The most important political and economic decision of the past week didn’t happen during the G20 summit held in Japan, but during trade negotiations in Brussels.
After 20 years of bargaining, the European Union and the South American Mercosur trading block which includes Brazil, Argentina, Paraguay and Uruguay, have reached agreement on a new free-trade deal.
Covering markets with the total of approximately 780 million consumers, the deal is the largest free trade agreement involving the EU and it follows the recent European trade agreements with Canada , Japan, Mexico, and Vietnam. The agreement is set to eliminate import taxes levied on European goods and services exported to the South American block and a reciprocal reduction in taxes on imports from those countries into Europe.
The deal includes many economic sectors, however it’s no accident that images of cows were picked for the headlines of the deals’ media coverage. The cows flesh industry has a very big part in the deal, as one of the goals of the Mercosur countries is to intensify it. They hope to export up to 99,000 tonnes of cows flesh to Europe every year before they have to pay tariffs. 99,000 tonnes of cows flesh is about 450,000 suffering individuals.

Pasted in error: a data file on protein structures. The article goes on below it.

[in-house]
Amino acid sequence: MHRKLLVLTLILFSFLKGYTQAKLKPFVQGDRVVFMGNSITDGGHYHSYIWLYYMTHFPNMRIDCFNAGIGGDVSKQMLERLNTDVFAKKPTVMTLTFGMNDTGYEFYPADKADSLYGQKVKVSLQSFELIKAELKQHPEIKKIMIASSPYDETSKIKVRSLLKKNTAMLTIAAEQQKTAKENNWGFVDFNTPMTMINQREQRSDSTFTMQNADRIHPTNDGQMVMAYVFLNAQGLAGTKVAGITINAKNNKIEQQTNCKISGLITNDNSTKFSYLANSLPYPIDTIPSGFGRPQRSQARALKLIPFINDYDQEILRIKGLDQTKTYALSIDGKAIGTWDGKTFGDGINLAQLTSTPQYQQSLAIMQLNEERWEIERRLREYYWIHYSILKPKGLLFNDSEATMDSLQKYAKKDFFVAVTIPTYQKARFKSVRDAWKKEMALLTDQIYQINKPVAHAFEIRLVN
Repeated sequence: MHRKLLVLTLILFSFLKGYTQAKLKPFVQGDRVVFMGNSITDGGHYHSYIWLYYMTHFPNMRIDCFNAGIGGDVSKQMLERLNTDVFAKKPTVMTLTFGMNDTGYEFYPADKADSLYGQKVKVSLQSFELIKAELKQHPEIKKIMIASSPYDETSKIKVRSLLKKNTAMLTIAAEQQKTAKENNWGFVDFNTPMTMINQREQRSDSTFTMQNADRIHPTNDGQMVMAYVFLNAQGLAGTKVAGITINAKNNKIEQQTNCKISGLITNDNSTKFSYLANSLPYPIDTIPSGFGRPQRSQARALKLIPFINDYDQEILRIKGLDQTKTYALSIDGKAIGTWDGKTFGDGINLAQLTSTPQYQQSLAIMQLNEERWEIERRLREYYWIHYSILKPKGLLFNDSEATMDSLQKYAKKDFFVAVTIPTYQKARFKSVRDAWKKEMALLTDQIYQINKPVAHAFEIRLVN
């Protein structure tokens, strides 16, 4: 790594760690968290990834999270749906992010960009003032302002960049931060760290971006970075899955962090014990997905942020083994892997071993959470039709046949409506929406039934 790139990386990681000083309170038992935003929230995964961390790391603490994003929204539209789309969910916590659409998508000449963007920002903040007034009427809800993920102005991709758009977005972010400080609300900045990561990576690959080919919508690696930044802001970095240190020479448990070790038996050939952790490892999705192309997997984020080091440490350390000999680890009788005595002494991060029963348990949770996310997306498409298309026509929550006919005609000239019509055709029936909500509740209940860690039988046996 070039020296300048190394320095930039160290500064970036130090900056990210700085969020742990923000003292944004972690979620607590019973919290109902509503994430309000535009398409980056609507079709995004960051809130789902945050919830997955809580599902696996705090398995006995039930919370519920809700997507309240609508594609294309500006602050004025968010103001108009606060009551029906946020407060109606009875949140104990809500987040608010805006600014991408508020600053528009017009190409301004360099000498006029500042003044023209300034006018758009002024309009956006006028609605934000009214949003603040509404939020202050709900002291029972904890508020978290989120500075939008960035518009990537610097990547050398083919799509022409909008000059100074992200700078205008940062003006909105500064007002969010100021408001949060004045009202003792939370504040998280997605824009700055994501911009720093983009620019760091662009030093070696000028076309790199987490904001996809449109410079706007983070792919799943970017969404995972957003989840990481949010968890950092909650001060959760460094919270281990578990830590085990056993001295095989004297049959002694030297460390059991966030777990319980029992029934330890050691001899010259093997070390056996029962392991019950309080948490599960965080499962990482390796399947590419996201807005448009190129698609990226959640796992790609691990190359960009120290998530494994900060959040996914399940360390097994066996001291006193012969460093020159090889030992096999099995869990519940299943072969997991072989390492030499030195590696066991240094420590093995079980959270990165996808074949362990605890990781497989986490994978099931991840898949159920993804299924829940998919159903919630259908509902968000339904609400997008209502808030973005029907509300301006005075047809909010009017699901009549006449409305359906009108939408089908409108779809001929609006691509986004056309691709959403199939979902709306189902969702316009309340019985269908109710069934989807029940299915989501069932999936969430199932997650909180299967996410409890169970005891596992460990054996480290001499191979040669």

Such a large scale export of cheap animals flesh is expected to increase the flesh consumption of the 500 million European consumers. And even the hope that it would at least lead to a decrease in European factory farms, is very unlikely since the EU Agriculture Commissioner Phil Hogan said that the European Commission would provide up to a billion euros in support to farmers “in the event of market disturbances“. That support might lead to a reduction in the European flesh’s prices and so an overall greater increase in consumption. Continue reading